The Public Eye: Sacramento gets Measure U revenue from some sales outside of city

The Public Eye
The Public Eye

The city of Sacramento is seeing a tax boost from residents purchasing big-ticket items – even on cars bought in Roseville or couches ordered in Folsom.

Sacramento voters in 2012 increased the city’s sales tax by a half-cent on the dollar on the promise of using funds for police, fire and recreation services that were hit hard by budget cuts in the recession. The tax hike began in April 2013 and will expire March 31, 2019.

While voters might have had purchases at midtown boutiques or Arden Fair mall in mind when they approved Measure U, Sacramento officials say they are also benefiting from a lesser-known aspect of California tax law that directs revenue back to the cities in which shoppers reside.

As a “transactions and use tax,” Measure U is generating more for the city than a traditional “sales and use tax” would. It is based not only on the point of sale, but on the buyer’s address or delivery location. In the case of new automobiles, the city collects the half-cent Measure U tax whether a Sacramento resident purchases the vehicle from a local dealer or from one outside the city.

Leyne Milstein, city finance director, noted that under state law, automobile sales are taxed according to the buyer’s address, not the location where the vehicle is purchased. A Sacramento resident buying a car in Roseville, for example, would pay the 7.5 percent statewide sales and use tax, as well as Sacramento County’s half-cent countywide Measure A tax for transportation improvements – also a transactions and use tax – and the city of Sacramento’s half-cent Measure U tax.

Through Measure U, the city also receives the half-cent tax on items purchased outside the city and delivered to the buyer in the seller’s vehicle. This typically involves big-ticket items that require delivery service. Sacramento residents purchasing furniture or appliances in Folsom, for example, would pay the Measure U tax if the store delivered the merchandise to the buyer’s home. Buyers who chose to transport the purchases themselves wouldn’t pay the Measure U tax.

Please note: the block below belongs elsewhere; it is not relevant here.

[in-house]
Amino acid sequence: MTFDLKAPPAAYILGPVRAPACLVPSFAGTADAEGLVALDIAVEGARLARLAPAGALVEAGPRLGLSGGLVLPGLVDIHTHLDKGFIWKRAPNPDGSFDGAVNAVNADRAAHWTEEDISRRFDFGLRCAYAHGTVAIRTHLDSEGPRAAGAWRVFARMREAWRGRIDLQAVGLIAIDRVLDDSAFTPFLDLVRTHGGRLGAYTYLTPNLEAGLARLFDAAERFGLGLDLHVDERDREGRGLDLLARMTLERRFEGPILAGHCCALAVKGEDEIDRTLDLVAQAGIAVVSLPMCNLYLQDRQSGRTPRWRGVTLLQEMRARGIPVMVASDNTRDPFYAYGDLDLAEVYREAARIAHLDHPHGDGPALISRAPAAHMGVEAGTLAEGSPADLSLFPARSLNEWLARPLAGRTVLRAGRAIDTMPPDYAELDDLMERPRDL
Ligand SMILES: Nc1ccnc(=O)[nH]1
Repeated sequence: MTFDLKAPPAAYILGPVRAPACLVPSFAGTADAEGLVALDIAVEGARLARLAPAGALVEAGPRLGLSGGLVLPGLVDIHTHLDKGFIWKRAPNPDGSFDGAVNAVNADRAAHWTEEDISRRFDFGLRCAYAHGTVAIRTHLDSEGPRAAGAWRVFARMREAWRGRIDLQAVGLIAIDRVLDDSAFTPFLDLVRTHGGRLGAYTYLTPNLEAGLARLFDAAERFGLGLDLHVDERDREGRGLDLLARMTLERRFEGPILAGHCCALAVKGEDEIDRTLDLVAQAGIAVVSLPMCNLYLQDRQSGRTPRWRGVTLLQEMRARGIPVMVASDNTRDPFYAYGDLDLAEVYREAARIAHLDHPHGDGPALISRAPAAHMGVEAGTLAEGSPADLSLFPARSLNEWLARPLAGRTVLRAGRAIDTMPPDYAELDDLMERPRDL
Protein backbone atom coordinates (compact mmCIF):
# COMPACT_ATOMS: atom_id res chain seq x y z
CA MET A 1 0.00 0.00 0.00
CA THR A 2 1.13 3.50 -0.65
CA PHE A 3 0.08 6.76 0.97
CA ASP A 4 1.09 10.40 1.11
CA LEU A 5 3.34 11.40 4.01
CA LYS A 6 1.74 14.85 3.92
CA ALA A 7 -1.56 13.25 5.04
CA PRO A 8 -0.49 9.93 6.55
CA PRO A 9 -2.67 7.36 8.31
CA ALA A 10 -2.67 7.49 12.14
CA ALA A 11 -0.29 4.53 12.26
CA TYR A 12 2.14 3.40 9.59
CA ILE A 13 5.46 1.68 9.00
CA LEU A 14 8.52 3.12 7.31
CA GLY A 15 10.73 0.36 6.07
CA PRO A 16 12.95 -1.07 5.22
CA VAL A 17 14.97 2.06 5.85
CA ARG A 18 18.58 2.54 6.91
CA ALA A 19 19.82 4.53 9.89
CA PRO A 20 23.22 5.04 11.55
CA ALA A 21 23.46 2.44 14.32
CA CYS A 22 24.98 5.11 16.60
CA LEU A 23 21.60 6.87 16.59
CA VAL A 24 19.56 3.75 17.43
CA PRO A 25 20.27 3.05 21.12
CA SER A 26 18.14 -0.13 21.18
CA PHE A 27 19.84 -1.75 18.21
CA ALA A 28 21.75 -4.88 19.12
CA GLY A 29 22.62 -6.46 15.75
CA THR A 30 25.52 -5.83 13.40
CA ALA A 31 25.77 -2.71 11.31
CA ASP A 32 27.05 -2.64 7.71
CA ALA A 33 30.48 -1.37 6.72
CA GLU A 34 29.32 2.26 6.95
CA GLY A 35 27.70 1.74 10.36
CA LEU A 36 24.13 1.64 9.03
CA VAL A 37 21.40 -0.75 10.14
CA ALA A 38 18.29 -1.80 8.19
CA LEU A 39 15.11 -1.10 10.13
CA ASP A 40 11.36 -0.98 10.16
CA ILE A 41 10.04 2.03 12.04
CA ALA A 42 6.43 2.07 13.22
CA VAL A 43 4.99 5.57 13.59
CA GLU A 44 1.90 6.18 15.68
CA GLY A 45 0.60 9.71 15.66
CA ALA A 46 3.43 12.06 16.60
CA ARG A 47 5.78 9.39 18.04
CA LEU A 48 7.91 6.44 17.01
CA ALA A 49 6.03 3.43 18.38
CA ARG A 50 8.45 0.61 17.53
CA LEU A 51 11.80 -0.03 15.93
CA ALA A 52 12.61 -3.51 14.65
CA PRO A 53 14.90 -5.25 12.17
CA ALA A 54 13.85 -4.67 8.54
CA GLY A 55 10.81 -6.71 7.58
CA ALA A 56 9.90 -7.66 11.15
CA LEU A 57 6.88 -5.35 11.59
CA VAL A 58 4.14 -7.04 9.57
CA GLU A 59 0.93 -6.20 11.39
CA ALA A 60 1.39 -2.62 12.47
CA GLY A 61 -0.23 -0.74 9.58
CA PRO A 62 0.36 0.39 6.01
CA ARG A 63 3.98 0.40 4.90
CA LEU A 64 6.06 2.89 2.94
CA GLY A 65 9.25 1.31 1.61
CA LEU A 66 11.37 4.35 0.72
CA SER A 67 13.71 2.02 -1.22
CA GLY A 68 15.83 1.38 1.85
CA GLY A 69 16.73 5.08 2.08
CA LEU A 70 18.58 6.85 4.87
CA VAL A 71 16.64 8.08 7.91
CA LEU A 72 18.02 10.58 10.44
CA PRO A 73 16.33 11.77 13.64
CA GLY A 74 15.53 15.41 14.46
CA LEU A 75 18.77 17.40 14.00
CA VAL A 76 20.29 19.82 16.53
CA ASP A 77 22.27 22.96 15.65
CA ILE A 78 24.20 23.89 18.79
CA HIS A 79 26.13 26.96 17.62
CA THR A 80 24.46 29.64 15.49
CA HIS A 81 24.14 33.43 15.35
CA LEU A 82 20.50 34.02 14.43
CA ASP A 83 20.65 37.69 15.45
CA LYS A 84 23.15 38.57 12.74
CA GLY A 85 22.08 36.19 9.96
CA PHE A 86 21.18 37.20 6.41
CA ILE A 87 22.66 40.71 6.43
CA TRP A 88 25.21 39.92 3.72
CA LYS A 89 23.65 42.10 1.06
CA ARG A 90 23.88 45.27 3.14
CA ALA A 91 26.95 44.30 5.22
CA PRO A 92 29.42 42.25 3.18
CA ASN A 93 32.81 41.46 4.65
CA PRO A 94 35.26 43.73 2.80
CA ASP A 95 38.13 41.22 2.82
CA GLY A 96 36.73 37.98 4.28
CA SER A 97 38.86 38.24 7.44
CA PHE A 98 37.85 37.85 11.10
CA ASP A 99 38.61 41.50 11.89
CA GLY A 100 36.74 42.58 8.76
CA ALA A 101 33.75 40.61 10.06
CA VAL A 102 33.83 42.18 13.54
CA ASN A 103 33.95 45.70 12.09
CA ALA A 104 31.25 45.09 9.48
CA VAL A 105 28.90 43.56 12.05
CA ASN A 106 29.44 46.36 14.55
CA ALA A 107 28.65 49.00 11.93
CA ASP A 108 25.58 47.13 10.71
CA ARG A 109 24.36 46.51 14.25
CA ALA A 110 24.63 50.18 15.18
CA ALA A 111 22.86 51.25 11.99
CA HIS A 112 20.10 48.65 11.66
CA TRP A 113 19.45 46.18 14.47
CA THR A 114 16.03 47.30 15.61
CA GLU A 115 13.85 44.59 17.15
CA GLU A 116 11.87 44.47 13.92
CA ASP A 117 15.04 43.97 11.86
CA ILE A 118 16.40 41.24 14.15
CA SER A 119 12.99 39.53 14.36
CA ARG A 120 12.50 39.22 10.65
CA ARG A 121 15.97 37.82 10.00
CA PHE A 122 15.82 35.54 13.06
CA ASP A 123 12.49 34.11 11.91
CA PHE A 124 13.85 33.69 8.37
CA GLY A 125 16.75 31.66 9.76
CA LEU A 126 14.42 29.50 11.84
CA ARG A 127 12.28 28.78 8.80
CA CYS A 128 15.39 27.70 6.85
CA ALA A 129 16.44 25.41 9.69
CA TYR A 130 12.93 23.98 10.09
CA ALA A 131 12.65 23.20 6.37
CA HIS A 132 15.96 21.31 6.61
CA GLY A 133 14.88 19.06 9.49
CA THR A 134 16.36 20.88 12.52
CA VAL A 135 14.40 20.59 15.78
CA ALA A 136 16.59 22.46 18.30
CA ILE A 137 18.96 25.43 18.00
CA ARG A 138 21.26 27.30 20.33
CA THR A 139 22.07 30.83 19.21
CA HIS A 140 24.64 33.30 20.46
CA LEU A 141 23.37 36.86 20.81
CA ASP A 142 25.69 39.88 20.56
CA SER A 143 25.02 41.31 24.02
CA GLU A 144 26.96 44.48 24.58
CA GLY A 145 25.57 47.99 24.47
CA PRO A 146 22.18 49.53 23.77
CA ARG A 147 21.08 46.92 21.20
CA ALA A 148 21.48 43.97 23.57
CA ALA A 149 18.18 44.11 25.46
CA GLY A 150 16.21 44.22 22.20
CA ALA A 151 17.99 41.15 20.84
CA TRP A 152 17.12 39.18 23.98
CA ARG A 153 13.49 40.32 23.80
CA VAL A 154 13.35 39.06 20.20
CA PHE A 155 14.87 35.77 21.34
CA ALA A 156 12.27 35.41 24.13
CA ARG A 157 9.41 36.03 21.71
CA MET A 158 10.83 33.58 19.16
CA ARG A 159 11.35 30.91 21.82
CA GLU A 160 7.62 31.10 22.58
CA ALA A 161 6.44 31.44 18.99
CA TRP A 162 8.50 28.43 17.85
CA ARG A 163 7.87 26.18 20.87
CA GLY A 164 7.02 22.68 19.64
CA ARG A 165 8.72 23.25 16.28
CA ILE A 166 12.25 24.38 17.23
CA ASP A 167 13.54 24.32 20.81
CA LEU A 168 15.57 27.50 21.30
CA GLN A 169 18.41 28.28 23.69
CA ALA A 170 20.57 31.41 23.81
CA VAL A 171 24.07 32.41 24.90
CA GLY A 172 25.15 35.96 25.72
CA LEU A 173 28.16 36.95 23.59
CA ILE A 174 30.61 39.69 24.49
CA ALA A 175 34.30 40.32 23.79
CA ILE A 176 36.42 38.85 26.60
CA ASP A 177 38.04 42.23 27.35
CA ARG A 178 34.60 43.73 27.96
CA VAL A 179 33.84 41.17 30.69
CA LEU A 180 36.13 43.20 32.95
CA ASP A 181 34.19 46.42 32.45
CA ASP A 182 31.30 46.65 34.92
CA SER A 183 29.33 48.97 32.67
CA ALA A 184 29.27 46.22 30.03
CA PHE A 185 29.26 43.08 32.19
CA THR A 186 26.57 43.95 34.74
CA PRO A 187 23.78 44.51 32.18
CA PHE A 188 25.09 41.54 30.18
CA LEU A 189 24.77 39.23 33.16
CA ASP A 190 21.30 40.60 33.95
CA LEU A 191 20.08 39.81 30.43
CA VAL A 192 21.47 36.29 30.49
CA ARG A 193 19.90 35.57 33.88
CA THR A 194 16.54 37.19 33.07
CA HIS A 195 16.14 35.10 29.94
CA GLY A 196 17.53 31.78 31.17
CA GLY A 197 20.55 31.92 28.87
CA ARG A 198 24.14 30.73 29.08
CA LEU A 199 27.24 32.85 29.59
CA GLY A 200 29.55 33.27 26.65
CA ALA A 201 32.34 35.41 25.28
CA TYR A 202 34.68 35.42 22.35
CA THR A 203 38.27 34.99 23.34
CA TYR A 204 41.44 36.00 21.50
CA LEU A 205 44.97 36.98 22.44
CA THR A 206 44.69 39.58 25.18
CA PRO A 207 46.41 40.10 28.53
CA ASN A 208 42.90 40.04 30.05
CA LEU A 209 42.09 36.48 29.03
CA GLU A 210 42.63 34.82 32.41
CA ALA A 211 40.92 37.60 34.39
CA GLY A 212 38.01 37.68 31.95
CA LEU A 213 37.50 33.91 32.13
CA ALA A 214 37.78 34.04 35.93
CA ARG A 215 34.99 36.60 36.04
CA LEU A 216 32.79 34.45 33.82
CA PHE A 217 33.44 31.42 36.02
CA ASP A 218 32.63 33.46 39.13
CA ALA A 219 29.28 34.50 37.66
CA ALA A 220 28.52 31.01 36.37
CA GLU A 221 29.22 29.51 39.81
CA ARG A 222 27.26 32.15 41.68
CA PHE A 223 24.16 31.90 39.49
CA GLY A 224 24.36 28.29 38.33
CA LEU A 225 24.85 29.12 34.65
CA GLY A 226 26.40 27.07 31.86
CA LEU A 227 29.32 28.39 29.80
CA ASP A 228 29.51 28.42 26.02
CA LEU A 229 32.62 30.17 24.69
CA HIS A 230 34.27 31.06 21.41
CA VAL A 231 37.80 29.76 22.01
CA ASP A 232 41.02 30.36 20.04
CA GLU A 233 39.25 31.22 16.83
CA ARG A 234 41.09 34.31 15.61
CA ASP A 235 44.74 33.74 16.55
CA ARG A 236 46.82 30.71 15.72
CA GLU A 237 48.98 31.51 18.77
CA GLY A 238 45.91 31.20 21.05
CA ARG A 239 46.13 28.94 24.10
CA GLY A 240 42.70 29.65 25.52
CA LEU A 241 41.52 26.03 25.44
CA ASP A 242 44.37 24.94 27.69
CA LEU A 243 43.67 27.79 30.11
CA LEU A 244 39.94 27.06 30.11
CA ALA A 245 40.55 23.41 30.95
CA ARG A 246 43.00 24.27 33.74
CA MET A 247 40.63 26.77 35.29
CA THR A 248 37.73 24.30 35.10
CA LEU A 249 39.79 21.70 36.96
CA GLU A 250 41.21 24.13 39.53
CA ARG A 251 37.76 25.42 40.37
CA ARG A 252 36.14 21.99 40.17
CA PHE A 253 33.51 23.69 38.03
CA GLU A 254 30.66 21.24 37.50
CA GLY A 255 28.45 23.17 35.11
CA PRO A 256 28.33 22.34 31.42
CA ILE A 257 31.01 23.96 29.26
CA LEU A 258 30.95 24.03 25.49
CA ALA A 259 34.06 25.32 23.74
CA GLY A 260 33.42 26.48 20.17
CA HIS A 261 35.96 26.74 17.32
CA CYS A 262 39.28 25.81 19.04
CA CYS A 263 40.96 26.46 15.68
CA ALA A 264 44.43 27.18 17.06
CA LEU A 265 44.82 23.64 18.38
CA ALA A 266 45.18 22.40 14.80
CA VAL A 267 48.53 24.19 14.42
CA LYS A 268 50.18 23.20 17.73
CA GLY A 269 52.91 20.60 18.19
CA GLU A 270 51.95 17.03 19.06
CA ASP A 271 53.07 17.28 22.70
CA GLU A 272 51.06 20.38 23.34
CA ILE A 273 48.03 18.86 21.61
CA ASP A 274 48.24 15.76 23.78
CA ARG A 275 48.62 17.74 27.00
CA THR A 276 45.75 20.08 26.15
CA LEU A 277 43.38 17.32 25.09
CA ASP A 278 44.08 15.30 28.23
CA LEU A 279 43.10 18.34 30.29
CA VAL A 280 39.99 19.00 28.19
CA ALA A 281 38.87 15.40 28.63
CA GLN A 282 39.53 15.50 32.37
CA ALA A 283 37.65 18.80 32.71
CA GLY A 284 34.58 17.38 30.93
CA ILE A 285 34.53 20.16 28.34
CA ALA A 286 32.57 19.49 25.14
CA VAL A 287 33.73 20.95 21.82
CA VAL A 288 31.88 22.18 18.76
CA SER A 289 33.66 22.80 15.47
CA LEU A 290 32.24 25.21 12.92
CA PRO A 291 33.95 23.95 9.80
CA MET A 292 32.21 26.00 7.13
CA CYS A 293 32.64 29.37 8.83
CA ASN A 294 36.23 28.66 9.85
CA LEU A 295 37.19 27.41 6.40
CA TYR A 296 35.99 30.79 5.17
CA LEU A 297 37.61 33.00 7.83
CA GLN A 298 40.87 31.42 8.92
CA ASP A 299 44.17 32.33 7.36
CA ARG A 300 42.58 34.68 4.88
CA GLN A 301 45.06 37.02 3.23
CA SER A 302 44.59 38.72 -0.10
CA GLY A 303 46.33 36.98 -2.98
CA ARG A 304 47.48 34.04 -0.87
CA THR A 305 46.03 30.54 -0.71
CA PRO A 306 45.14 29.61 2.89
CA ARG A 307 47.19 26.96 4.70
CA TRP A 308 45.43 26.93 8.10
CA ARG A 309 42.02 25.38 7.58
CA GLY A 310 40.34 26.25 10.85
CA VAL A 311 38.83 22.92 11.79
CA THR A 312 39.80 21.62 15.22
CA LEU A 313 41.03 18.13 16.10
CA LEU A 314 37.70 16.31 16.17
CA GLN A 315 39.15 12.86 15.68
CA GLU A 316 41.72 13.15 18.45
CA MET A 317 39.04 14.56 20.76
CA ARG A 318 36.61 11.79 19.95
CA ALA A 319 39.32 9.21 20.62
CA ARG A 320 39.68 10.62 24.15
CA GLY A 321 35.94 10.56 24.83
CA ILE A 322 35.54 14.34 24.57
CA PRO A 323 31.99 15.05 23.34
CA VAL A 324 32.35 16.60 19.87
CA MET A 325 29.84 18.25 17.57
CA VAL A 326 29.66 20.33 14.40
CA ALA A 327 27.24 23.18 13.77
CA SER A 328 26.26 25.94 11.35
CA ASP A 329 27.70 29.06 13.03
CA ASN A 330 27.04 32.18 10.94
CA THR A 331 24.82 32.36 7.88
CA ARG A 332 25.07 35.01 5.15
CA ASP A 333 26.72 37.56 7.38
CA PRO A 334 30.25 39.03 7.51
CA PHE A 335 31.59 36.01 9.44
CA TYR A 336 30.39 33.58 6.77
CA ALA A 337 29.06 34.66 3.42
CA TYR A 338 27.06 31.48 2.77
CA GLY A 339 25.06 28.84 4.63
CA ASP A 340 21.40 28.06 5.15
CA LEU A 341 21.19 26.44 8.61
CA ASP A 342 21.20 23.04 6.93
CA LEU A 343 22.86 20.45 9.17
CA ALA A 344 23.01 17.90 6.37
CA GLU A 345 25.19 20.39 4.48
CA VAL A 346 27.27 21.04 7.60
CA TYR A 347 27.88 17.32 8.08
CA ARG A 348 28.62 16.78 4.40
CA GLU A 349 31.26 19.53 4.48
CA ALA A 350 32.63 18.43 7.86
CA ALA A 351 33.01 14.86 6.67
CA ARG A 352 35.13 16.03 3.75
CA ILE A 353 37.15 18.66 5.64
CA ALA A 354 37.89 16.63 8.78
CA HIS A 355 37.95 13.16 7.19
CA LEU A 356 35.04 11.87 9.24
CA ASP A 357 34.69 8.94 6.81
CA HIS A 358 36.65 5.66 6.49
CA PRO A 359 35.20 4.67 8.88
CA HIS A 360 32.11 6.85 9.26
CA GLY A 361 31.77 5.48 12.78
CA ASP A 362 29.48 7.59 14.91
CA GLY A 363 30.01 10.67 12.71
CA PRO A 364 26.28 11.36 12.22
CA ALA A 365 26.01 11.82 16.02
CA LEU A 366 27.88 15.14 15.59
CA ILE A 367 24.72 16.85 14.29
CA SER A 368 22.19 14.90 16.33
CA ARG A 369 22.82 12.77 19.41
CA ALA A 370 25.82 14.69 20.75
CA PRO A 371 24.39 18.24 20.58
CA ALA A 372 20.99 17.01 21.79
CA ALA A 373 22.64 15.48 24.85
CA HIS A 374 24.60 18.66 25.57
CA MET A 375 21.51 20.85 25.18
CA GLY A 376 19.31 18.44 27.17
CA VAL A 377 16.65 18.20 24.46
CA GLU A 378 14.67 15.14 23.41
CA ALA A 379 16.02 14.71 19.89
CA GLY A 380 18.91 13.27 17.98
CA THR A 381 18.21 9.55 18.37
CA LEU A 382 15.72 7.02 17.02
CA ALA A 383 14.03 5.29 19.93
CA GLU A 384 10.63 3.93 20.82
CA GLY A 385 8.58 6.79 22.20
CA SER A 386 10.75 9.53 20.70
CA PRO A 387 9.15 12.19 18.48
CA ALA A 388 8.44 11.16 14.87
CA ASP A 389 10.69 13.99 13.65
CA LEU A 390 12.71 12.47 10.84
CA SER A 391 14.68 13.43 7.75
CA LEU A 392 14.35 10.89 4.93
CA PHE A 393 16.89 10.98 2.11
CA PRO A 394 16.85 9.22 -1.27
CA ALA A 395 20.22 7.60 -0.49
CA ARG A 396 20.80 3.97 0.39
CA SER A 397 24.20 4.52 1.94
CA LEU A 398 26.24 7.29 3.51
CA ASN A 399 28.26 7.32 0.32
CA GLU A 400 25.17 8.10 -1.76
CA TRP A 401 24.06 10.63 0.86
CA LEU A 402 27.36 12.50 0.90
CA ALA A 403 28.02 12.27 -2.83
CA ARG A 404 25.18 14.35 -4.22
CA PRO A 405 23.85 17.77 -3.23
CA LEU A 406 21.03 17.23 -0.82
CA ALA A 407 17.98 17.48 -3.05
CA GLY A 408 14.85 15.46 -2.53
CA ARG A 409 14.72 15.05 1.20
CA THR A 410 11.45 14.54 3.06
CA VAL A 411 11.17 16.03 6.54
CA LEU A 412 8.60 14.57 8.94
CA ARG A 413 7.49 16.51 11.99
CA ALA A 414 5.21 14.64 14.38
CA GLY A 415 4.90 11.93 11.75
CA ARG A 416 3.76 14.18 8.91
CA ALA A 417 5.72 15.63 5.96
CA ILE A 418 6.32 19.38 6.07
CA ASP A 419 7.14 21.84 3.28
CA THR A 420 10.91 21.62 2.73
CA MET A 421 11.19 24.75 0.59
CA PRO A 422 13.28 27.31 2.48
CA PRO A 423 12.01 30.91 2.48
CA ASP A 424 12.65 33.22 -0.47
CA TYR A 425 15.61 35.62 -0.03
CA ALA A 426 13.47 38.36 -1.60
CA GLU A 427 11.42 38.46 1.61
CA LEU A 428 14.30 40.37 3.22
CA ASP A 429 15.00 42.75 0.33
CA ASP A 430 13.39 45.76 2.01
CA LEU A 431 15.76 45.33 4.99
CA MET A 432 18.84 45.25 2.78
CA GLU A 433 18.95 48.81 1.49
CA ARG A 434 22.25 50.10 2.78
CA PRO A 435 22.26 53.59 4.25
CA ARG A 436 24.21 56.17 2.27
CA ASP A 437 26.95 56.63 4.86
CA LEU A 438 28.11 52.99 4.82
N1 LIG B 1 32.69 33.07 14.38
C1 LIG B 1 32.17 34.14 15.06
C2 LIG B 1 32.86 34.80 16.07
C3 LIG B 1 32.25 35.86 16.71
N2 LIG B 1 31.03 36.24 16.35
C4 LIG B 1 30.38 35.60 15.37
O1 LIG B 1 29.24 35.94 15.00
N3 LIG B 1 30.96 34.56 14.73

The tax also applies to leases and business-to-business transactions, such as business services, electronic equipment and energy sales.

The city reported that 26 percent of Measure U tax revenue was generated by the general retail sector, 23 percent each by the transportation sector and business-to-business transactions, 17 percent by food products, 9 percent by construction and 2 percent by miscellaneous sectors. Milstein said she did not know what percentage of Measure U revenue came from purchases outside the city.

As the City Council reviews Sacramento’s proposed budget for the coming fiscal year, approximately $31.8 million in Measure U revenue is projected for 2014-15, Milstein said. Of that amount, nearly $12.6 million would go to the Police Department and fund 14 new full-time positions. The Fire Department would receive $11.7 million and the Parks Department $4.6 million. The Measure U budget also includes a $2.3 million annual reserve.

The city’s proposed general fund budget for 2014-15 is $377 million.

“We can’t come close to getting back to where we were when we started cutting in 2008-09,” said Milstein, noting that $247 million in cumulative budget cuts have been made citywide since then.

Although Measure U is helping restore key services, it was intended as a temporary measure to bridge the gap until the city’s general fund rebounded. But Milstein said the general fund is not growing fast enough to compensate for the loss of revenue when Measure U expires in 2019.

Some vendors have collected Measure U taxes in error, the city has determined.

“There are vendors who only provide services in the county and they’re remitting the half-cent sales tax (to the city),” Milstein said.

That means some non-Sacramento residents and businesses have mistakenly paid the city tax. An analysis by the city’s sales tax consultant indicates approximately $4.5 million was remitted to the city in error.

The taxes are paid to the state Board of Equalization, which is working to correct the errors, but Milstein said the process is complicated and may take some time. Customers can go back to retailers if they believe they have paid the tax in error, she said. As the corrections are made, the Board of Equalization will reduce tax allocations to Sacramento to compensate for the erroneously collected amounts.

Residents inside and outside the city can determine their tax rate by entering their address on the Board of Equalization’s website, https://maps.gis.ca.gov/boe/TaxRates.

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